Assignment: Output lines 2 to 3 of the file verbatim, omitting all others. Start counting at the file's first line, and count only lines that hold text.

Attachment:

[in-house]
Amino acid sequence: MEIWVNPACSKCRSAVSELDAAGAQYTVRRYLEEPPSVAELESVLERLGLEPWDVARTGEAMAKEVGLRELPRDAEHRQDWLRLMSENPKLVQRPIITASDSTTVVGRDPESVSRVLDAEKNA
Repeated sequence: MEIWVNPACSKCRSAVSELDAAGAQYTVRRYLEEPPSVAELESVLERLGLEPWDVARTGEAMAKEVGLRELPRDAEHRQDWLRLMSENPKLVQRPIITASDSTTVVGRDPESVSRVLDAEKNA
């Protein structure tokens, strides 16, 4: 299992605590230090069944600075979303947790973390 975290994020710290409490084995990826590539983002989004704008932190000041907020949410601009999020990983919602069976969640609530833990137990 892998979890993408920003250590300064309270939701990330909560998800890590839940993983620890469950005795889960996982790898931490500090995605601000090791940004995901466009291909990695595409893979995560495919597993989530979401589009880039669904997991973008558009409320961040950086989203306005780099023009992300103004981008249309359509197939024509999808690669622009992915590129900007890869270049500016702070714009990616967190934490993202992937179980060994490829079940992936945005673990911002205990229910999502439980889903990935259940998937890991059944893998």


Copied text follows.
Amino acid sequence: MEIWVNPACSKCRSAVSELDAAGAQYTVRRYLEEPPSVAELESVLERLGLEPWDVARTGEAMAKEVGLRELPRDAEHRQDWLRLMSENPKLVQRPIITASDSTTVVGRDPESVSRVLDAEKNA
Repeated sequence: MEIWVNPACSKCRSAVSELDAAGAQYTVRRYLEEPPSVAELESVLERLGLEPWDVARTGEAMAKEVGLRELPRDAEHRQDWLRLMSENPKLVQRPIITASDSTTVVGRDPESVSRVLDAEKNA